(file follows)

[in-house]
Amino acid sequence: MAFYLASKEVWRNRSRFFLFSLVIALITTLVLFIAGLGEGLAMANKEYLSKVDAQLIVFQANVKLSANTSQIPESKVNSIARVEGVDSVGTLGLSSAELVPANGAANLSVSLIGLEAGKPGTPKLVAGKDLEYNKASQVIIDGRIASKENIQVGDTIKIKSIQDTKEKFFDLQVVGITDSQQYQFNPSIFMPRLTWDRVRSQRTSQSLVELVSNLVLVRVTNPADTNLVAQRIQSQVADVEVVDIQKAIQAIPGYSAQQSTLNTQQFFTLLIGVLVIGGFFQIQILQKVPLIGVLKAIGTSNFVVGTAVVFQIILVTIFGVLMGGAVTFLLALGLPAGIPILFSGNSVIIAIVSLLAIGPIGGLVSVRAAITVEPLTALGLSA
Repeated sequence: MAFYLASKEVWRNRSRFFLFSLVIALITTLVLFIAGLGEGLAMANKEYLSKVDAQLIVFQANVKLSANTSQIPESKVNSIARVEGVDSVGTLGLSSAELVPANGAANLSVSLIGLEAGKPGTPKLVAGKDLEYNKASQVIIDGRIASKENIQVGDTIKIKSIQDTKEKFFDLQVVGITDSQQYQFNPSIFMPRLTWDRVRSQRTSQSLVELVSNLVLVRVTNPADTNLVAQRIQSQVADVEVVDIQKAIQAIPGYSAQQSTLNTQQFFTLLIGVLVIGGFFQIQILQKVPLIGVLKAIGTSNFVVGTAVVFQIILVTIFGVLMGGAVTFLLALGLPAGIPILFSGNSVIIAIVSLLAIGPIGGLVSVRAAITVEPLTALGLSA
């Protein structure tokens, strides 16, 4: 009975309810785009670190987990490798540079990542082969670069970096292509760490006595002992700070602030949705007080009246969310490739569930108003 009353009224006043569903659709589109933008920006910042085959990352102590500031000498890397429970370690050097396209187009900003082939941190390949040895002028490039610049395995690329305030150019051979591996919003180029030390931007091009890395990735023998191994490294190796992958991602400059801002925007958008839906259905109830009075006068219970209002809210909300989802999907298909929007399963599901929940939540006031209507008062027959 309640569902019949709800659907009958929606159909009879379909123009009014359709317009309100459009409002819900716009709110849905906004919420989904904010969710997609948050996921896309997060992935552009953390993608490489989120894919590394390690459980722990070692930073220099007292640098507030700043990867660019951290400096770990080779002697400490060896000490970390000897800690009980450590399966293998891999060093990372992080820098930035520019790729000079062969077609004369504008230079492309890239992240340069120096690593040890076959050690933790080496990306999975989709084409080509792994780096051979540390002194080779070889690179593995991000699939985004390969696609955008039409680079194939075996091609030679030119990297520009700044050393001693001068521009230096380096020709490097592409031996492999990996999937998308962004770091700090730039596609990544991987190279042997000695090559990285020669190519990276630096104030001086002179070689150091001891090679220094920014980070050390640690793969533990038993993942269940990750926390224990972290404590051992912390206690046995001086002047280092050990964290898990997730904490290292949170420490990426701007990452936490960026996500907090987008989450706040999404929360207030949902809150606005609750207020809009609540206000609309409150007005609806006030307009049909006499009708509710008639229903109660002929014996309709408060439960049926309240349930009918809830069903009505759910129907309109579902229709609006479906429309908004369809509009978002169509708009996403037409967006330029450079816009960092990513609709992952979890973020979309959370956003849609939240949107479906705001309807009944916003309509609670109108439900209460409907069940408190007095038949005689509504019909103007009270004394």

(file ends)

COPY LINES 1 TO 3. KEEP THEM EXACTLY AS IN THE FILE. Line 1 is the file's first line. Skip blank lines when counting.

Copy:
[in-house]
Amino acid sequence: MAFYLASKEVWRNRSRFFLFSLVIALITTLVLFIAGLGEGLAMANKEYLSKVDAQLIVFQANVKLSANTSQIPESKVNSIARVEGVDSVGTLGLSSAELVPANGAANLSVSLIGLEAGKPGTPKLVAGKDLEYNKASQVIIDGRIASKENIQVGDTIKIKSIQDTKEKFFDLQVVGITDSQQYQFNPSIFMPRLTWDRVRSQRTSQSLVELVSNLVLVRVTNPADTNLVAQRIQSQVADVEVVDIQKAIQAIPGYSAQQSTLNTQQFFTLLIGVLVIGGFFQIQILQKVPLIGVLKAIGTSNFVVGTAVVFQIILVTIFGVLMGGAVTFLLALGLPAGIPILFSGNSVIIAIVSLLAIGPIGGLVSVRAAITVEPLTALGLSA
Repeated sequence: MAFYLASKEVWRNRSRFFLFSLVIALITTLVLFIAGLGEGLAMANKEYLSKVDAQLIVFQANVKLSANTSQIPESKVNSIARVEGVDSVGTLGLSSAELVPANGAANLSVSLIGLEAGKPGTPKLVAGKDLEYNKASQVIIDGRIASKENIQVGDTIKIKSIQDTKEKFFDLQVVGITDSQQYQFNPSIFMPRLTWDRVRSQRTSQSLVELVSNLVLVRVTNPADTNLVAQRIQSQVADVEVVDIQKAIQAIPGYSAQQSTLNTQQFFTLLIGVLVIGGFFQIQILQKVPLIGVLKAIGTSNFVVGTAVVFQIILVTIFGVLMGGAVTFLLALGLPAGIPILFSGNSVIIAIVSLLAIGPIGGLVSVRAAITVEPLTALGLSA